In the recent WIPO case of Nippon Paper Industries Co., Ltd. v. Harriett Swift, found at http://www.wipo.int/amc/en/domains/search/text.jsp?case=D2011-0832, a sole panelist, Gabriela Kennedy, determined that Free Speech is not just a U.S. concept.
In her findings, she stated, “The Respondent does not contend that she has used the Disputed Domain Name (NipponPaper.net) in connection with a bona fide offering of goods and services. The Respondent’s arguments relating to a right or legitimate interest largely revolve around the fact that she is using the Disputed Domain Name to operate a noncommercial website for the purpose of criticising the Complainant with a view to campaigning for the environment, and that this constitutes a legitimate noncommercial purpose.”
Many prior decisions draw a distinction between cases with a connection with the United States ( “U.S.”) (e.g. where one or both of the parties reside in the U.S., where the registrar is located in the U.S. etc.), and those cases with no connection to the U.S. This distinction appears to have been drawn on the basis that the right of free speech is a constitutional right in the U.S., which is not the case in other jurisdictions.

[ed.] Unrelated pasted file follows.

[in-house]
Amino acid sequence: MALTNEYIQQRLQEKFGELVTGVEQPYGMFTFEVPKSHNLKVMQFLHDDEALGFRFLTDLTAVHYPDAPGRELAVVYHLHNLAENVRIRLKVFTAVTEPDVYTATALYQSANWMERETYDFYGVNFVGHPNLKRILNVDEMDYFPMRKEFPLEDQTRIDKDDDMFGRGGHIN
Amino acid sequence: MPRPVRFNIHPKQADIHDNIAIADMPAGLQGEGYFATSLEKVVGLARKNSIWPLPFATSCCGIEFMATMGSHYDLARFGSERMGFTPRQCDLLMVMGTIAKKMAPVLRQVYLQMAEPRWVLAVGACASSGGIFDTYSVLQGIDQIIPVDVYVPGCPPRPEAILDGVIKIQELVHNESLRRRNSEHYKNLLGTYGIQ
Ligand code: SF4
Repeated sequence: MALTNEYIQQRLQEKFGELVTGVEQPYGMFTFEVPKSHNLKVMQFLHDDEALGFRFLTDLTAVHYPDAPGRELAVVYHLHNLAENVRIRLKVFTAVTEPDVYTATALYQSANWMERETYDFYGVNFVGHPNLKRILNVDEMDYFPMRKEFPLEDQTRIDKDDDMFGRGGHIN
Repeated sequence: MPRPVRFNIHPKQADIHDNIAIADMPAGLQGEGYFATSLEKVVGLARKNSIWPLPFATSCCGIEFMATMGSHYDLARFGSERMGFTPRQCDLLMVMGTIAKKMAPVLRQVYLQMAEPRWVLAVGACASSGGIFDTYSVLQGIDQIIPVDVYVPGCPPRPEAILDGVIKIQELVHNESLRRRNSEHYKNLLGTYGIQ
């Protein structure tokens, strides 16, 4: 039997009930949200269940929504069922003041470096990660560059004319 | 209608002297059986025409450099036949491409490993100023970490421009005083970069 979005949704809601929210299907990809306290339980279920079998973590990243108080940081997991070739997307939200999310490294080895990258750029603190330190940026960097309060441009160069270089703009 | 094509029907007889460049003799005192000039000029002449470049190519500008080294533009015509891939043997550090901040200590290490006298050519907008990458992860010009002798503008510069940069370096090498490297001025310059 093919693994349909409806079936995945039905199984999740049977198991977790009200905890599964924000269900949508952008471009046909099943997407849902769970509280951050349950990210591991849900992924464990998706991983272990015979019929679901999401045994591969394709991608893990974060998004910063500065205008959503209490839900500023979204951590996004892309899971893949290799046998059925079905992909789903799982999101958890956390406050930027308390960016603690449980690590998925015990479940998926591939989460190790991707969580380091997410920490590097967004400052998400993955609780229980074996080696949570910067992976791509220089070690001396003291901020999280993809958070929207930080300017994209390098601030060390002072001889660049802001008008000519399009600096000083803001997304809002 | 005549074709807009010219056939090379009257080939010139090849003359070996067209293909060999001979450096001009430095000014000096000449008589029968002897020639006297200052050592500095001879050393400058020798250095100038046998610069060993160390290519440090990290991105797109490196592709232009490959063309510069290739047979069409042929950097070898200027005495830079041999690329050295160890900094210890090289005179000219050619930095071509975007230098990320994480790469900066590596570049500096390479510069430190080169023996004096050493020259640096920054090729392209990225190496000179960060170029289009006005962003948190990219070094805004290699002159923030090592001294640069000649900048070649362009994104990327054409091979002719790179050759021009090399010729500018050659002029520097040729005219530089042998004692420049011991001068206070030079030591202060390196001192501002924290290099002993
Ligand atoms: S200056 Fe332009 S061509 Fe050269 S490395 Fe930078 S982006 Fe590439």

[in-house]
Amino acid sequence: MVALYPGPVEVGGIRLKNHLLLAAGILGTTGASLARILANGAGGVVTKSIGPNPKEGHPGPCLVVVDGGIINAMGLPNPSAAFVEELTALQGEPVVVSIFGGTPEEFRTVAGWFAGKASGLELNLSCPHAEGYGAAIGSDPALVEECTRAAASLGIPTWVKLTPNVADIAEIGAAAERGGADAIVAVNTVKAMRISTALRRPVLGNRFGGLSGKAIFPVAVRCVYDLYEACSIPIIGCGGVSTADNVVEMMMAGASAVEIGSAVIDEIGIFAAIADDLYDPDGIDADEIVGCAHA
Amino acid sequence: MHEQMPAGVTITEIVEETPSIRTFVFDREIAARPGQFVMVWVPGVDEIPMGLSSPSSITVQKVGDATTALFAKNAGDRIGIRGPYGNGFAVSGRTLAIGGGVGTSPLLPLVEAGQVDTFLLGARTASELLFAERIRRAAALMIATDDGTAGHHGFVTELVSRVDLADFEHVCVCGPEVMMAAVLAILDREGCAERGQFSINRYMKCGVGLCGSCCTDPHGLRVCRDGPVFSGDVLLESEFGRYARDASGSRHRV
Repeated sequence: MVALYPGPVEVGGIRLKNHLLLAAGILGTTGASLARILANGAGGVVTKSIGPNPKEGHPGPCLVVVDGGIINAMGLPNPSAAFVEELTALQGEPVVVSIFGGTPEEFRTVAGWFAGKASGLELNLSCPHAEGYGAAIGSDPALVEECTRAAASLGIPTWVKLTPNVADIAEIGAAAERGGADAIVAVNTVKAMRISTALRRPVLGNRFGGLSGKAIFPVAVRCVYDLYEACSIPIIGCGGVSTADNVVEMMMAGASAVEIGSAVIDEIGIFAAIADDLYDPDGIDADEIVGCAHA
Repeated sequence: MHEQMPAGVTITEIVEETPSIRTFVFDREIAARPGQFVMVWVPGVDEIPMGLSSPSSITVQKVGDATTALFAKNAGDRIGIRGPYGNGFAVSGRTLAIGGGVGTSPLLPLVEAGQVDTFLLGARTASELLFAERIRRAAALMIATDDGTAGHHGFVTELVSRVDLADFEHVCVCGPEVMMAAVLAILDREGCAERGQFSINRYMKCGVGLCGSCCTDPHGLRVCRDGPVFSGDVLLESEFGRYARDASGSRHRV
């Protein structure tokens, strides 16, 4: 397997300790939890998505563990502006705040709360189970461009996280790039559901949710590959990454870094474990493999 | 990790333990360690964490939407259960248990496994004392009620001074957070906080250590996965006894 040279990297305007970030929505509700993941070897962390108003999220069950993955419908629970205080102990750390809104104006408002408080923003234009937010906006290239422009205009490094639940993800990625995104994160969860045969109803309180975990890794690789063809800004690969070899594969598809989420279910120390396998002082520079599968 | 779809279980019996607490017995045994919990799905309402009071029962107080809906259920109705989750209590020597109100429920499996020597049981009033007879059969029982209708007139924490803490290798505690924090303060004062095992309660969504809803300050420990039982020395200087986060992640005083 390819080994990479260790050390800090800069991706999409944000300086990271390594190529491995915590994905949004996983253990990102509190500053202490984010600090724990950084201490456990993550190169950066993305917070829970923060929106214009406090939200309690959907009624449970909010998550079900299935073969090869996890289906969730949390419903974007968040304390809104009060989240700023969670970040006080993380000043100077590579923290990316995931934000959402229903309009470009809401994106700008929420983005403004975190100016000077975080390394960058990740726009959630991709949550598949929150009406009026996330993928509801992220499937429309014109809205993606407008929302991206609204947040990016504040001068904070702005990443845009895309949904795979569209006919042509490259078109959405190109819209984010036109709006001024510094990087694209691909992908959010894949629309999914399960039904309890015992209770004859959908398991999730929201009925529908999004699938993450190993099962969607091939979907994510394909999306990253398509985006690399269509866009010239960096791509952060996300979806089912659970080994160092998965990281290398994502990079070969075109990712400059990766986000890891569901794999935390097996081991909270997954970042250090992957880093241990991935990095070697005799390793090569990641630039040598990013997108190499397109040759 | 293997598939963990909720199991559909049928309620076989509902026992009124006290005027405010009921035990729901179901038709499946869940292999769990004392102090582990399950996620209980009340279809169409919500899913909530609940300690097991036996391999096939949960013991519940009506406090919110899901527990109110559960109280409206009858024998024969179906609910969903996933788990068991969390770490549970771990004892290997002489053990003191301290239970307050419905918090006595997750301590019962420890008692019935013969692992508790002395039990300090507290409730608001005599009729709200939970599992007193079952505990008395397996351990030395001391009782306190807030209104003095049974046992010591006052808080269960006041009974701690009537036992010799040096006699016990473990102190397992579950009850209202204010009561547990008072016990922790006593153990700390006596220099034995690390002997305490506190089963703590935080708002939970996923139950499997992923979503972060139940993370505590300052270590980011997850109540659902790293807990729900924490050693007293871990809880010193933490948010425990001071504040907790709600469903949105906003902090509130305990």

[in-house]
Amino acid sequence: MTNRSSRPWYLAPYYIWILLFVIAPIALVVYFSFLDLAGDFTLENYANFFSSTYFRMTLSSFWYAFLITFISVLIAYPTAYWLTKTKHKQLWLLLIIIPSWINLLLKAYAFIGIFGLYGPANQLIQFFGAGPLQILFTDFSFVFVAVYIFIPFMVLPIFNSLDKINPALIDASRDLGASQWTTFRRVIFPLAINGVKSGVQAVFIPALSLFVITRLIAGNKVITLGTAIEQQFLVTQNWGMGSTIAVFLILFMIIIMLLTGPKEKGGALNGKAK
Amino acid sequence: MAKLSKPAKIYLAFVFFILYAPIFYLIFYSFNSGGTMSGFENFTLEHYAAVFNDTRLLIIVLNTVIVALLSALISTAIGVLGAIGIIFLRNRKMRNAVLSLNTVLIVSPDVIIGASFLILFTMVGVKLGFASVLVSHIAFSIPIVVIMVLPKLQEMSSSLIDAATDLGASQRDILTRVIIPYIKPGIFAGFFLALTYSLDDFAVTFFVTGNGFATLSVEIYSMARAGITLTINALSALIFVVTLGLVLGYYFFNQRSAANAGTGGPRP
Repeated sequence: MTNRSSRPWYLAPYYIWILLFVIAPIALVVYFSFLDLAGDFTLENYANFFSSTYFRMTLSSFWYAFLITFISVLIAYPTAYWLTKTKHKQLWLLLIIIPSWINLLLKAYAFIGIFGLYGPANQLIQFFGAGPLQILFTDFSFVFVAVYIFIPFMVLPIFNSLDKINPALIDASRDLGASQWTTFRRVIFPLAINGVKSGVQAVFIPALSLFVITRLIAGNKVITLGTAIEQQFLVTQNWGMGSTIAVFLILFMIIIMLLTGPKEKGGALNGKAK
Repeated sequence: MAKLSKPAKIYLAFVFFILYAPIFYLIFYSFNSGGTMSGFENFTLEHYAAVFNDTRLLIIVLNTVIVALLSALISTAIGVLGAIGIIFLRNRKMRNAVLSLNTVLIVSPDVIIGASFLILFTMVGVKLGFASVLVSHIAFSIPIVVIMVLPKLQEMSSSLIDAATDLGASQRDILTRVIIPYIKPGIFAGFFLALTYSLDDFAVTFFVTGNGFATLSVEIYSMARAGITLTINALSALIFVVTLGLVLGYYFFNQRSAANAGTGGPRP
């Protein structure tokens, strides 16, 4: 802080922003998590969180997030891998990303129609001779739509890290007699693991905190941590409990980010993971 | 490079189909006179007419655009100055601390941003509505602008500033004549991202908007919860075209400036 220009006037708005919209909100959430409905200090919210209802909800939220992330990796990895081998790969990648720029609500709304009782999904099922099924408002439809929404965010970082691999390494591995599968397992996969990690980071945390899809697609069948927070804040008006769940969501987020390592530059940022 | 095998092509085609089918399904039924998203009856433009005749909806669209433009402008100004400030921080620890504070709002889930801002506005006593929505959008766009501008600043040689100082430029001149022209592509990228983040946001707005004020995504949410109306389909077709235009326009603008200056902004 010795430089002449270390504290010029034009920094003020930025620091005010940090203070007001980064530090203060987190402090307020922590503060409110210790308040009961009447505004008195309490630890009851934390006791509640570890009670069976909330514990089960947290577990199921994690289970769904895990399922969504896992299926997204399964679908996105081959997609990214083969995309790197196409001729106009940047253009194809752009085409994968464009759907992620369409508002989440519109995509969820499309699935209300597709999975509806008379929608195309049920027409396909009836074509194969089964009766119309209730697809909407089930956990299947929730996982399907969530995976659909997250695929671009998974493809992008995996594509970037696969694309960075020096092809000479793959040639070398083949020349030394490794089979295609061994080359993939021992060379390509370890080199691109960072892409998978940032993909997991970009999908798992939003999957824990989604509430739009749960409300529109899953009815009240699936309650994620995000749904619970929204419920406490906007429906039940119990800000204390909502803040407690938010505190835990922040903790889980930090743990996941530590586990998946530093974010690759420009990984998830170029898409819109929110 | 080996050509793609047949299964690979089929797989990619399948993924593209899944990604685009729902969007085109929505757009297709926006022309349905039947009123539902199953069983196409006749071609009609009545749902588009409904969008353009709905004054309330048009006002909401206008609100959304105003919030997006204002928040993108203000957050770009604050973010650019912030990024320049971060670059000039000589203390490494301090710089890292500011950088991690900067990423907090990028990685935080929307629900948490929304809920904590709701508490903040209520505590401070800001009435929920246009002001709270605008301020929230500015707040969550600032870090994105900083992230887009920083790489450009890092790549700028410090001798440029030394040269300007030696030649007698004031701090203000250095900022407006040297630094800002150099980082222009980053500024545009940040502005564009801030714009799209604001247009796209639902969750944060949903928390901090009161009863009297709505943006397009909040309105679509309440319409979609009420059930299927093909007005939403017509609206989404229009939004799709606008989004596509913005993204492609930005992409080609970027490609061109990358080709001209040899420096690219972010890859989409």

There have been non-U.S. cases which have preferred the free speech approach, and conversely U.S. cases that have rejected the free speech approach;
– The Internet is an international medium and it is desirable to have uniform implementation of the Policy;
– Many cases involve multiple jurisdictions and it is not always clear whether a particular case has a U.S. connection;
– The principle of freedom of speech is not confined to the U.S. For example the principle of freedom of expression is enshrined in the European Convention on Human Rights and the Universal Declaration of Human Rights; and
– The Policy should take into account general principles of law which are widely accepted throughout the world and not be dependant on particular national laws.
In addition, the Website is not being used for any financial gain or other commercial purpose. The Website does not contain advertisements or sponsored links and does not call for any type of donation. “The Panel is also of the opinion that the Respondent genuinely believes in the criticisms that she is displaying on the Website, and that the Respondent is not operating the Website for any dishonest purposes.”
These are all great reasons why the Respondent won this case and the Complaint was Denied.
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